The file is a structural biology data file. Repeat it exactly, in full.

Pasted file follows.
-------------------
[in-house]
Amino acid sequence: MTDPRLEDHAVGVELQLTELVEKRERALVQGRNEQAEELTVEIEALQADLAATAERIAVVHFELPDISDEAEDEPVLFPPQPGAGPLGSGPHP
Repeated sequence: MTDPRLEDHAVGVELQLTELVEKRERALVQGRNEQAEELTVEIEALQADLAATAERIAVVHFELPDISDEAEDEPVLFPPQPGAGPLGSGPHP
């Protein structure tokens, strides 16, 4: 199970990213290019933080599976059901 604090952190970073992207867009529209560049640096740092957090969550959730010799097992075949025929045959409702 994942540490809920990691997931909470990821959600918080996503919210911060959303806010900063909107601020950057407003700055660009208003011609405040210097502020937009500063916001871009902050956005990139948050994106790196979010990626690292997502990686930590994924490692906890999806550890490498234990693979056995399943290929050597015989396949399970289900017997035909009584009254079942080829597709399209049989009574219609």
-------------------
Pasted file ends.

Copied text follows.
[in-house]
Amino acid sequence: MTDPRLEDHAVGVELQLTELVEKRERALVQGRNEQAEELTVEIEALQADLAATAERIAVVHFELPDISDEAEDEPVLFPPQPGAGPLGSGPHP
Repeated sequence: MTDPRLEDHAVGVELQLTELVEKRERALVQGRNEQAEELTVEIEALQADLAATAERIAVVHFELPDISDEAEDEPVLFPPQPGAGPLGSGPHP
């Protein structure tokens, strides 16, 4: 199970990213290019933080599976059901 604090952190970073992207867009529209560049640096740092957090969550959730010799097992075949025929045959409702 994942540490809920990691997931909470990821959600918080996503919210911060959303806010900063909107601020950057407003700055660009208003011609405040210097502020937009500063916001871009902050956005990139948050994106790196979010990626690292997502990686930590994924490692906890999806550890490498234990693979056995399943290929050597015989396949399970289900017997035909009584009254079942080829597709399209049989009574219609």